3 Need-to-Know Personal Car Insurance Tips for Uber Drivers
The last time I hailed an Uber, the driver asked me what I do for a living (I work for an online insurance agency). Over the course of the conversation, I learned two things:
- Insurance’s reputation for being boring is alive and well.
- The driver had no idea his personal car insurance didn’t cover his rideshare driving.
And he’s not alone. A survey of nearly 1,000 rideshare drivers found that more than 90 percent don’t have a rideshare-friendly policy. That means a lot of drivers are probably under the assumption that their personal auto policy is enough.
Here’s the scoop: when you charge for rides, you’re technically a freelancer in both the eyes of the law (for now) and the eyes of your insurance company. Insurance companies offer different policies for business-related driving, which means your personal auto policy likely doesn’t cover your rideshare activities—or anything you make money on.
In other words, if you get in an accident while you’re accepting ride requests, those damages may come out of your pocket.
Let’s break it down and look at three things you need to know about rideshare driving and insurance so you don’t end up with unexpected expenses.
1. Your insurance company can drop you if it finds out you drive for pay.
Again, by the insurance company’s standards, rideshare driving makes you a commercial driver. That means you are also a bigger risk—after all, if you drive to make money, you’re probably on the road more than you would be otherwise. And your personal auto insurance wasn’t designed to cover that increased risk exposure.
At the end of the day, an insurance policy is just a contract. Your insurance company issues the policy based on the information you provide. Throw a curveball by becoming a rideshare driver after the fact, and you’ve broken that contract. When you applied, your company never agreed to cover you for ridesharing. That means it’s free to walk away.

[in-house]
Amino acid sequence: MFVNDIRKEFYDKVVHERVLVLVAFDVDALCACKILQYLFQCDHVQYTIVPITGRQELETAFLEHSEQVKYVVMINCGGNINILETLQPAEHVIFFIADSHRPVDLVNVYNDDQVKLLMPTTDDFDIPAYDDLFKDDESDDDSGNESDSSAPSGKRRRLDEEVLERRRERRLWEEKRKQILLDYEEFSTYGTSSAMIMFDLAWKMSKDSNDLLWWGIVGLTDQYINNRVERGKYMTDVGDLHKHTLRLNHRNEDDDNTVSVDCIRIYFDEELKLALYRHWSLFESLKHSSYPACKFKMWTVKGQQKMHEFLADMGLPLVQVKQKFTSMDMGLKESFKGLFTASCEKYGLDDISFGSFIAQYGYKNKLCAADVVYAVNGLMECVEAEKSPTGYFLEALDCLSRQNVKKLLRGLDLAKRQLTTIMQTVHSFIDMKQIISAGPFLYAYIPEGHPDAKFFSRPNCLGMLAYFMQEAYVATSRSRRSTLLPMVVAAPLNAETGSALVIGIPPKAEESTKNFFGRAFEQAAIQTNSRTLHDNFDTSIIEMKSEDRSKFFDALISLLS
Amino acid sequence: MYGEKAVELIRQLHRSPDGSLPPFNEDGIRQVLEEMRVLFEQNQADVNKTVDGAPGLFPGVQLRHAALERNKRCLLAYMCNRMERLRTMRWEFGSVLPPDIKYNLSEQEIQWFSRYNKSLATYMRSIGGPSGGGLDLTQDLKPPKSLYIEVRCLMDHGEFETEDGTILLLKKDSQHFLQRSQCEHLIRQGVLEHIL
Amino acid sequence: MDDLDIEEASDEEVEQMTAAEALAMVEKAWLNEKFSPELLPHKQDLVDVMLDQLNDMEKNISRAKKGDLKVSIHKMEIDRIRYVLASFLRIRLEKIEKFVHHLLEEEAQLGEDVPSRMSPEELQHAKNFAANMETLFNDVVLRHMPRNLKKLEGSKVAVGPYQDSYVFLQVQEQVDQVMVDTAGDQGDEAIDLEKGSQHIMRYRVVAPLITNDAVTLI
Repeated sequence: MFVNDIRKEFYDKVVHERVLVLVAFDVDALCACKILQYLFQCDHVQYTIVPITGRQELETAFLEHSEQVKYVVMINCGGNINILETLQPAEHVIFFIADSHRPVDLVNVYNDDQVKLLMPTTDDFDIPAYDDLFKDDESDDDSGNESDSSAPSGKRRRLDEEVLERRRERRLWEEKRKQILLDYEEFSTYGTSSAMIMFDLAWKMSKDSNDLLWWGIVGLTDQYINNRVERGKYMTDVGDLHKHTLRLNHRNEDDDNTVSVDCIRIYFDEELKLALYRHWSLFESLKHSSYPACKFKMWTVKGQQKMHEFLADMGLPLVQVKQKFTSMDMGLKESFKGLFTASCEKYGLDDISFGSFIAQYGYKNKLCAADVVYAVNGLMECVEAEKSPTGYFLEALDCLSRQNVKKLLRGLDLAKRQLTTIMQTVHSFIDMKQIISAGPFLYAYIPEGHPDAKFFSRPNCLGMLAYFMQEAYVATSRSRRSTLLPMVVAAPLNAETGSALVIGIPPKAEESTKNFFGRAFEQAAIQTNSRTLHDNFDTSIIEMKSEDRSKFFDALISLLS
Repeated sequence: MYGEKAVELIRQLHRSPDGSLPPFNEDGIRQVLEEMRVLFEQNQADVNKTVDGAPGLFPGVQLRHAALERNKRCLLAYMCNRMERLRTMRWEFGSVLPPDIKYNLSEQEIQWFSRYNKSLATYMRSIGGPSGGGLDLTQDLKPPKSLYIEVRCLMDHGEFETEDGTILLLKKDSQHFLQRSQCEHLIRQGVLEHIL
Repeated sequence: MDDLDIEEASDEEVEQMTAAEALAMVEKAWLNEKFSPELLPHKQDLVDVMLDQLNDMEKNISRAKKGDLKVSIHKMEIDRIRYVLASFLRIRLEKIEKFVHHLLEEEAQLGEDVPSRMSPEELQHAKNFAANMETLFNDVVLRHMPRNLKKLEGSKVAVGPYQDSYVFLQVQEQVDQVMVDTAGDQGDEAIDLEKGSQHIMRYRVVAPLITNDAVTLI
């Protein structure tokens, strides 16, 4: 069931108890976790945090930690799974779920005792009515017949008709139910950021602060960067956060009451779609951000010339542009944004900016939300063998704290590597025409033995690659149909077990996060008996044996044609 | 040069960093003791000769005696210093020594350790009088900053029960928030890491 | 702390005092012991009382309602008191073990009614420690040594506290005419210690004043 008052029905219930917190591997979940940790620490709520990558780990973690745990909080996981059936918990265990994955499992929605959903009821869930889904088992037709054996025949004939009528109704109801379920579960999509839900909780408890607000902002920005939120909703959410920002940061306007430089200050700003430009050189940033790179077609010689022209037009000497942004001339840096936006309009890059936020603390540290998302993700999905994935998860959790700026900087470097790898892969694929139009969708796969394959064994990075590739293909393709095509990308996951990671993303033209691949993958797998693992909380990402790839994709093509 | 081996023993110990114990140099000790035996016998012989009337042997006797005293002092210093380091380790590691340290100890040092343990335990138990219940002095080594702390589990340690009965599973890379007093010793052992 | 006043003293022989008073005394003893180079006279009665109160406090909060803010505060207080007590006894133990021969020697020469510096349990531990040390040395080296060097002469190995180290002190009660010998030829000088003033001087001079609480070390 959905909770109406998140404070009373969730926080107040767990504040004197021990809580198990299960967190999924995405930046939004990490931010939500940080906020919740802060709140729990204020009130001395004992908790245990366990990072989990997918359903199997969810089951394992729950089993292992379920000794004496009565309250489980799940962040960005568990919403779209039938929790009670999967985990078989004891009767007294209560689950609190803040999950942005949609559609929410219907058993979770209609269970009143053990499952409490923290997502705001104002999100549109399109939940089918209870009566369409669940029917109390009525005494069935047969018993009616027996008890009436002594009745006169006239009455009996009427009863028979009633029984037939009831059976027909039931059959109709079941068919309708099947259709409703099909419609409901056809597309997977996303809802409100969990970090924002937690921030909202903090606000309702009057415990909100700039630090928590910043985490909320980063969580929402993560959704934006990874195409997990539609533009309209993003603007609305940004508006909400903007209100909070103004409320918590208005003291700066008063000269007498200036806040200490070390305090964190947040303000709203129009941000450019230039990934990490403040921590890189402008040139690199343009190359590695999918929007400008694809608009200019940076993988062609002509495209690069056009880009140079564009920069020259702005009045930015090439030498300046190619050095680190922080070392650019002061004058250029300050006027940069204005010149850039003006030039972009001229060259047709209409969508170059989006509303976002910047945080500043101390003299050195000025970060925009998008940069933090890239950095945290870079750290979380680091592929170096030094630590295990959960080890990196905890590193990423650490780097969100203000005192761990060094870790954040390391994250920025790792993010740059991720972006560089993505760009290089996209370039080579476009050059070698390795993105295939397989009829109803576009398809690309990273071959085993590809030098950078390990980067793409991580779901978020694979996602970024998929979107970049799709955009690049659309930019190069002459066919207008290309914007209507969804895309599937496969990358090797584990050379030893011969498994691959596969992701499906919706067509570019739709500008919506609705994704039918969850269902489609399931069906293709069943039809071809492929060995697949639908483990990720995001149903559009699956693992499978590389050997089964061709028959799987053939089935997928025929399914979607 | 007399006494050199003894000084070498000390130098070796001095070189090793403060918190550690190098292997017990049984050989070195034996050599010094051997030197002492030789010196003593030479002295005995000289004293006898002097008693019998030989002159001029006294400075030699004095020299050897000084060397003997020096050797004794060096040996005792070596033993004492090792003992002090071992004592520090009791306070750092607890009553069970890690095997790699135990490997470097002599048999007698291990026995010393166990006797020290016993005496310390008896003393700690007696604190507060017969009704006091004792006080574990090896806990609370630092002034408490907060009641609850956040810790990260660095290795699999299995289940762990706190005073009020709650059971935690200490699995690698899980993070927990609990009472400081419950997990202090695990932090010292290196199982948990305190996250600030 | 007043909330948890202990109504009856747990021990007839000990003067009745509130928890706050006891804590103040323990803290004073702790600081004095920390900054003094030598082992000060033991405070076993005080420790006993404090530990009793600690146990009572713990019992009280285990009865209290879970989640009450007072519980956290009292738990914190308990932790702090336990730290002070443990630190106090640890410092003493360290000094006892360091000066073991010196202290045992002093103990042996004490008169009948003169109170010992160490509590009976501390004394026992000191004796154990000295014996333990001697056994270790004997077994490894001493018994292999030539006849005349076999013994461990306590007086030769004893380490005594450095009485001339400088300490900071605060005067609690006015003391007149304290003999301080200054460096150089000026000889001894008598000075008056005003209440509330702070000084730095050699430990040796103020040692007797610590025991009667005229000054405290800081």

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2. You might be charged higher premiums for your personal car insurance later on.
After your auto insurance company cancels your policy, finding affordable car insurance becomes much harder. There are two major reasons why.
First, to avoid getting dropped again, you’ll need to be upfront about your rideshare activities. As we mentioned earlier, business driving is considered “riskier” and in the insurance world, that usually means more expensive.
Second, being dropped is a red flag for other insurance companies because it suggests you are a high-risk driver. Some companies may back away completely. Others may take you on, but at a higher cost.
3. The rideshare company’s insurance won’t fill all the gaps.
Wait, you might say. Uber or Lyft’s insurance covers my driving!
If you’re at fault for an accident during what’s called “period 1” (the time when you’re online but don’t have a ride request), your insurance may not be enough. That is because the coverage is lacking for a couple of reasons.
- Doesn’t cover vehicle damage. Those repair costs come out of your pocket.
- Might not cover all the lawsuit costs. The rideshare company’s liability coverage is limited during this time frame, so you might be stuck paying for whatever amount exceeds the policy limits.
That said, unlike personal auto insurance, the rideshare company’s insurance can cover vehicle repair and liability costs for accidents that happen during “period 2” and “period 3”.
- Period 2: when you’re online and have a ride request.
- Period 3: when you’re online and have a rider in the car.
However, the deductibles are still pretty steep—and remember, you still don’t have much protection during that crucial period 1. So let’s look at some other options.
Car insurance options for Uber and Lyft drivers
There are two ways you can get coverage for the driving you do while online and waiting for a rider:
- Get a commercial auto insurance policy. It can cover vehicle damage and liability costs for accidents that happen during any of your rideshare duties.
- Get a rideshare-friendly personal auto insurance policy. You’ll want to look for one that offers period 1 coverage to supplement your rideshare company’s insurance. Many insurance companies (including GEICO, Erie, Farmers, State Farm, and others) now have limited rideshare options. Your best bet is probably to Google “rideshare insurance” plus your state.
You might be tempted to roll the dice and forgo either option, but consider this: Commercial vehicle claims cost $45,000 on average. If you don’t have that kind of pocket change lying around, it’s smart to make sure your rideshare driving is covered.
What’s the easiest way to figure out what works for your needs and budget? Talk to an insurance agent who has experience insuring rideshare drivers. They can help you find the policy that meets your state’s coverage requirements and that protects you every time you hit the road.
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